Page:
CHICAGO -– As Illinois entered its second week without a budget, Gov. Pat Quinn vetoed the state operating budget passed by the state legislature, sending the budget process into further chaos.

The Democratic governor and Democratic controlled state legislature are wrestling with a $7 to $9.2 billion deficit (depending on who’s counting) if no new revenues are forthcoming.

Quinn also began imposing cuts by announcing layoffs of 2,600 state workers and asked for an additional 12 unpaid days for the other 56,000 state workers. He threatened to lay off another 2500 workers if this wasn’t agreed to. Quinn outlined $1 billion in cuts to social service programs he want the state legislature to consider that will impact tens of thousands of people. Cuts will be heaviest in the department of Human Services and Corrections.

The Illinois budget crisis is mirrored across the country where at least nine other states are without budgets in place as the new fiscal year begins. The crisis has been made worse since the U.S. Congress stripped substantial aid to the states out of the American Recovery and Reinvestment Act, the first economic stimulus package. Calls are growing for a second stimulus that would include massive jobs creation and aid to the cash strapped states.

Calls for a tax increase as the only way to solve the budget crisis have not yet resonated widely enough because the progressive tax message has been muddled. Meanwhile, a labor leader said a bill passed by the State Senate would serve as a model for raising taxes fairly to overcome the budget crisis.

AFSCME Council 31 spokesperson Anders Lindall said, “There is a solution. It happens to be the best solution, the right solution, and the one with the most political support. House Bill 174, sponsored by Sen. James Meeks, has passed the Senate; it has passed a House committee. The governor has previously indicated support for it. It would raise enough revenue to prevent these kind of cuts.”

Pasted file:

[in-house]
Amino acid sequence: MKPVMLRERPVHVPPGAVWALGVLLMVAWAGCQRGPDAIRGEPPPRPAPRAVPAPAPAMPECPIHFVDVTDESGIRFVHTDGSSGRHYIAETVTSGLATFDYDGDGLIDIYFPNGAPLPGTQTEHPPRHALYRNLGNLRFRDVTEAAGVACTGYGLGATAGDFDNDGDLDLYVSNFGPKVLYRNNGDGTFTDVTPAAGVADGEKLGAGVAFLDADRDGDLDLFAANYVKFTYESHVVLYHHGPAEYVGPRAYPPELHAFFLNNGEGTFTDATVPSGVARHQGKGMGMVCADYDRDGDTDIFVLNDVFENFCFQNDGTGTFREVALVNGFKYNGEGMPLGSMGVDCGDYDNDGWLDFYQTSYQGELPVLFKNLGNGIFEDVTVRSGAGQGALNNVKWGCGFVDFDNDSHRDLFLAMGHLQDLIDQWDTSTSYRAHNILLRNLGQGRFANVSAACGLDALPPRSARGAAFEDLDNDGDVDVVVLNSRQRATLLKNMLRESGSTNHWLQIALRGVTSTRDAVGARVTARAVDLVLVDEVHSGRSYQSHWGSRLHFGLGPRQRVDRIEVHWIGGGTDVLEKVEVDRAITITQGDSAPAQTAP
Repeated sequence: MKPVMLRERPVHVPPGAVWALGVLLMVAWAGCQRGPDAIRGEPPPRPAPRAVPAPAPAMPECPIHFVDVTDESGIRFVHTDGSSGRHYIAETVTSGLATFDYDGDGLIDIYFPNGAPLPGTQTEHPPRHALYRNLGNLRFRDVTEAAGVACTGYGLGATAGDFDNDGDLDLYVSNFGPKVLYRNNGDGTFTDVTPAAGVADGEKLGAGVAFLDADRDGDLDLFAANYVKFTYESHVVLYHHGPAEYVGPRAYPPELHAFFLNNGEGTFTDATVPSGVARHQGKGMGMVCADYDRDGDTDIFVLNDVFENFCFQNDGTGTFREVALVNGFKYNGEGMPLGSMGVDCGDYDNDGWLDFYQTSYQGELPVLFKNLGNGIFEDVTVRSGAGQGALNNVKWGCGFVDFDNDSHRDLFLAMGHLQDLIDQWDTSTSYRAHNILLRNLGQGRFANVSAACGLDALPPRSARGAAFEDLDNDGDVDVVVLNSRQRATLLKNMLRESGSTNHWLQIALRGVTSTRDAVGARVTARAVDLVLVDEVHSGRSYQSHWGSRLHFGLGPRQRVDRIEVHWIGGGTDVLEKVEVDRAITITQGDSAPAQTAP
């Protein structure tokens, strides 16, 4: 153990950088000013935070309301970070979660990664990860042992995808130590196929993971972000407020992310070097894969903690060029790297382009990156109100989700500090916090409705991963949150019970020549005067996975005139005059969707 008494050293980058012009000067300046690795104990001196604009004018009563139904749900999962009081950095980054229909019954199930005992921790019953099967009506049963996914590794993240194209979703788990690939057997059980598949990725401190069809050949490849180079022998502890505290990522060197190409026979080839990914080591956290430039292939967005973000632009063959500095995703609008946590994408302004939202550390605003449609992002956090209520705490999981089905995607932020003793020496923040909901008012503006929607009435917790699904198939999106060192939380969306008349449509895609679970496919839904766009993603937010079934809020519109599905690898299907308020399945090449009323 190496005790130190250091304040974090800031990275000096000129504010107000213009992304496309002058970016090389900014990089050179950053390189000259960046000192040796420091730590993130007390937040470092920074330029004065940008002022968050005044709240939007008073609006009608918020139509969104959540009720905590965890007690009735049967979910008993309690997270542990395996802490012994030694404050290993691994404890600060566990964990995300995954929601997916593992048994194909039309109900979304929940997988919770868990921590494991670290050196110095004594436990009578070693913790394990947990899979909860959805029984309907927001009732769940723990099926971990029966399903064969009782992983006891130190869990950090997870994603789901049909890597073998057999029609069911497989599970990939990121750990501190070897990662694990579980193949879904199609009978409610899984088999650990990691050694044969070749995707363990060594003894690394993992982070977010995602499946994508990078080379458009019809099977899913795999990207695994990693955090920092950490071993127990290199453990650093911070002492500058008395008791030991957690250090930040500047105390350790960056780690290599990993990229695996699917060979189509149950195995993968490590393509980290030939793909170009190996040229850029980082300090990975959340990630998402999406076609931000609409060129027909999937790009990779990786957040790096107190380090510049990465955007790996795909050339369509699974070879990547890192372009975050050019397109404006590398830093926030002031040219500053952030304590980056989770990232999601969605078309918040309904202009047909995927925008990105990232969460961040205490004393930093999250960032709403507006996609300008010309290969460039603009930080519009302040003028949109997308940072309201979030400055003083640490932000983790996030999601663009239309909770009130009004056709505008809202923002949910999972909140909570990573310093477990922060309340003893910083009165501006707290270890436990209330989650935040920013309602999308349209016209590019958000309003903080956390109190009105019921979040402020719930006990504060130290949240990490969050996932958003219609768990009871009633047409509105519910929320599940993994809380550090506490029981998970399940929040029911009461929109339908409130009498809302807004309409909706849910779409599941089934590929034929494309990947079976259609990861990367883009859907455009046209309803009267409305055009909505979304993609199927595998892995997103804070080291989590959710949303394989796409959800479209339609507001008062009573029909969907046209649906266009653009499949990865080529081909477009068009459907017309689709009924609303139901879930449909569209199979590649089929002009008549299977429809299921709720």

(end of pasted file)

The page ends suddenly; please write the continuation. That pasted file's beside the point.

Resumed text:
According to William McNary, co-director of Citizen Action/Illinois, HB 174 should ‘serve as a blueprint to avert budget disaster.’

Both chambers of the state legislature passed a budget, but Quinn previously vetoed the social service funding portion of it because it didn’t provide enough financing. Lawmakers aren’t scheduled to return to Springfield for a special session until July 14 when the next paychecks of state employees must be issued.

Conservative Republicans and business interests have been pressuring Quinn to cut state funding, including state pensions, in order to gain their support. Republicans have enhanced power since a super majority is now needed to pass any budget. Quinn has made concessions including lowering the tax increase proposal and calling for budget cuts.

Calls for budget cuts ignore the growing demand for public services especially in the current economic crisis and that funding over the years has not kept pace with inflation.

Many Democrats are fearful of pushing any kind of tax increase (whether progressive or not) with legislative elections looming next year. HB 174 passed the Senate and a House committee but has been blocked from coming before the full House by Speaker Michael Madigan.

Demonstrations have taken place across the state over the last few weeks against the cuts and for a progressive tax increase to solve the budget crisis. Supporters of HB 174 point out it raises approximately $7 billion in new revenues while modernizing the state’s tax system and making it fairer, by increasing the corporate income tax rate from 4.8% to 5% and personal income tax from 3% to 5%.

One way to make a more progressive tax structure aside from amending the state constitution is to sharply increase the Earned Income Tax Credit (EITC). HB 174 triples the EITC, cutting taxes to low income, working families and doubles the state income tax credit Illinois homeowners receive for property taxes paid on their principal residence.

HB 174 also takes a step in overcoming inequality in the funding of school districts across the state.

It’s going to take a great deal more political pressure to get HB 174 passed in the House and take an important step toward a more progressive tax structure in Illinois.